The police do have a policy of respecting Kenya’s diversity in recruitment but it will be a long time before the threshold of one-third women is reached: about15% are women, and seven out of 46 county commanders are women.
More women work in the ‘Human health and social work activities’ sector: 80,200 to 58,800 men. Over 40% of probation officers are women. About 47% in the education sector are women. While numbers of men and women primary school teachers are roughly equal, in 2016 75.8% of primary heads were men. However, in 2010 85.5% of heads were men.
Women are far less likely to be in waged employment than men. Women constitute under 20% of the boards of both listed and unlisted private companies. Not only are women less engaged in the formal, wage economy, but when they are employed they earn less - on average about two-thirds what men earn.
Kenyan women still bear the lion’s share of childcare responsibilities. Kenyan law is gradually moving in the direction the Constitution would suggest. Maternity leave is still limited (three months) and in practical terms available to few. There is provision for two weeks paternity leave (in the Employment Act since 2008), and new legislation provides for time and facilities for breastfeeding at work.
Marriage and family
The Bill of Rights says that marriage must be based on the free consent of the parties. The parties to a marriage have equal rights at the time of the marriage, during the marriage and at the dissolution of the marriage (Article 45).
Many women were disappointed by the recognition of polygamous marriages in the new Marriage Act, and by the (predominantly male) MPs’ rejection of any requirement that an existing wife’s permission was necessary before another wife was taken. However, the latter provision was declared unconstitutional by Justice Mumbi Ngugi in 2015.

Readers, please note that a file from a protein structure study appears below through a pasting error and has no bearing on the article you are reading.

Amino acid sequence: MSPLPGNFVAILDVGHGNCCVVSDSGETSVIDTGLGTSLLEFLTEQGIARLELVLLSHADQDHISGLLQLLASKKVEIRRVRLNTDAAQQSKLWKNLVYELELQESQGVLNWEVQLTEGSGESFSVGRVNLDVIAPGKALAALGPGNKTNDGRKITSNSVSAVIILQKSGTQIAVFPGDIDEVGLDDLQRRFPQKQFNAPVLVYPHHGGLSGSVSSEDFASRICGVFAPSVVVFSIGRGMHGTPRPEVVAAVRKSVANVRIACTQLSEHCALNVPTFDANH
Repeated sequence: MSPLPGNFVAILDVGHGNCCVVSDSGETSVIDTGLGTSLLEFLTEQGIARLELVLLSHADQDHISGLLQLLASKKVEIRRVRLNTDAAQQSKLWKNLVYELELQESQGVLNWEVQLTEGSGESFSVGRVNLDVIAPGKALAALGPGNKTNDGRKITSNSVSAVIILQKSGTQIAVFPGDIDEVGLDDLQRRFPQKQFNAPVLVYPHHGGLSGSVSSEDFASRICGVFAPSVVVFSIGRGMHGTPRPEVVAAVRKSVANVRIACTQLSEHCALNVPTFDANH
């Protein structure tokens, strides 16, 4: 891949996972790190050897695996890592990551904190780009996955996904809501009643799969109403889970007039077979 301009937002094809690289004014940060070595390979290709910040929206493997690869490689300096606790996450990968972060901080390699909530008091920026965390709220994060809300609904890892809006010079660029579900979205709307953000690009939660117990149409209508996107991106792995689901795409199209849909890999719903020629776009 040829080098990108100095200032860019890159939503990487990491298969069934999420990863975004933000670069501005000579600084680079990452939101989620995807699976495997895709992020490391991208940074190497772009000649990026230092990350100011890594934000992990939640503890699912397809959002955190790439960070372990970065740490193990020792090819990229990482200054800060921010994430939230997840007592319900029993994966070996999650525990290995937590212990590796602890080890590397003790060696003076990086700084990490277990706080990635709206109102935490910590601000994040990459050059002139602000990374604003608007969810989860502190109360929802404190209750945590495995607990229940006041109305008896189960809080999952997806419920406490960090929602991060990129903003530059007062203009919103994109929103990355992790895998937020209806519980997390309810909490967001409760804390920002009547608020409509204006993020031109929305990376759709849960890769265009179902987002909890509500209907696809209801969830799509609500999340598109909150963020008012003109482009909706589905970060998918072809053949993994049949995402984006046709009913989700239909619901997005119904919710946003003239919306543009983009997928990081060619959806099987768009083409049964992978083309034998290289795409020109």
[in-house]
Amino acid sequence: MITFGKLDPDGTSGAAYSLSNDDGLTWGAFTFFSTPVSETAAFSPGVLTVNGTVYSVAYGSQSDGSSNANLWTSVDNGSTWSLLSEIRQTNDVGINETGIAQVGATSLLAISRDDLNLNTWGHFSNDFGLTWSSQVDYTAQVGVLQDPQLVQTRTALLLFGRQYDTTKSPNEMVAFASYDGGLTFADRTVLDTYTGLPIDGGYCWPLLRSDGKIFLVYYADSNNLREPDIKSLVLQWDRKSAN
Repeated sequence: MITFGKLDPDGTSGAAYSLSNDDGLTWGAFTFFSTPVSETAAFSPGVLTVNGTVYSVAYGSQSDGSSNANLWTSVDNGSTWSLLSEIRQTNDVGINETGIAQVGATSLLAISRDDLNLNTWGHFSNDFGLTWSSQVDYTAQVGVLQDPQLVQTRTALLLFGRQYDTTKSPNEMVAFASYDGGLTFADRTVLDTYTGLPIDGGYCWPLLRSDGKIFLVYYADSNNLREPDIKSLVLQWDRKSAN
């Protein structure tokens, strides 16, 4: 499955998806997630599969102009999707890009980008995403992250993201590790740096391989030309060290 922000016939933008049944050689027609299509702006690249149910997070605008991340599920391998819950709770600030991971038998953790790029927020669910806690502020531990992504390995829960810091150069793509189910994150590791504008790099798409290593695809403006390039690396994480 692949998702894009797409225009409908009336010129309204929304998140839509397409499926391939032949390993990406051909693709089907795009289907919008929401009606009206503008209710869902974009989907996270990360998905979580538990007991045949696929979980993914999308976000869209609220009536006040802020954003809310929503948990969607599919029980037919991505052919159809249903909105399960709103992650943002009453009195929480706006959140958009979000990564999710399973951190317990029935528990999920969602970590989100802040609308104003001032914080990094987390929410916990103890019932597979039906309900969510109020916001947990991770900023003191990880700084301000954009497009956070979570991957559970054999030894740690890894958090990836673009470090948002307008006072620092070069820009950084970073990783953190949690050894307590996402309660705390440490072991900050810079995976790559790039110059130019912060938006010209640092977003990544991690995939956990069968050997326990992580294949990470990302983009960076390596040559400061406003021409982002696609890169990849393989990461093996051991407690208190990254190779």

The existence of the kadhi courts, preserved by the Constitution and now more extensive than before, enable a Muslim woman to escape from a marriage that is not working, if the husband is not willing to divorce her.
Parliament must pass a law to protect the matrimonial home ‘during and on the termination of marriage’ (Article 68). The Land Act (s. 79(4)) says the ‘matrimonial home’ cannot be mortgaged without the consent of both spouses. Unfortunately, this does not seem to prevent the home being soldwithout the consent of one spouse, and so does not fully implement the Constitution. The Matrimonial Property Act (s. 7) says that matrimonial property belongs to both spouses according to the contribution of each to acquiring it. There was some disappointment with a 2018 court’s rejection of an argument that on divorce the property must be divided 50:50.
Gender Based Violence (GBV)
The constitutional right to be free from violence had women particularly in mind. But domestic and other violence remains serious, including at election times, as a Human Rights Watch report on the 2017 elections showed.
Many police stations now have gender desks, while all stations are supposed to have officers dealing with gender based violence (GBV). The Ministry of Health has also developed guidelines for the response to victims of GBV. The obligation of the police and other authorities to protect women against sexual violence, or at least to investigate when such offences were alleged, was asserted by the court in the ‘160 girls’ case in 2013.
The Protection against Domestic Violence Act passed in 2015 gives the courts power to make protection orders to prevent violence, even to keep a partner away from the joint home.
The (pre-Constitution) Sexual Offences Act does not penalise marital rape, reflecting a very outdated view of marital relationships. The High Court might well decide that this is incompatible with the Constitution’s provisions on equality, including in marriage.
Progress there definitely is. Full equality and full respect are still elusive.
This article is republished by The Youth Café courtesy of Prof. Jill Cottrell Ghai, and Awaaz Magazine. Additional input added by Kelvin Kiprotich.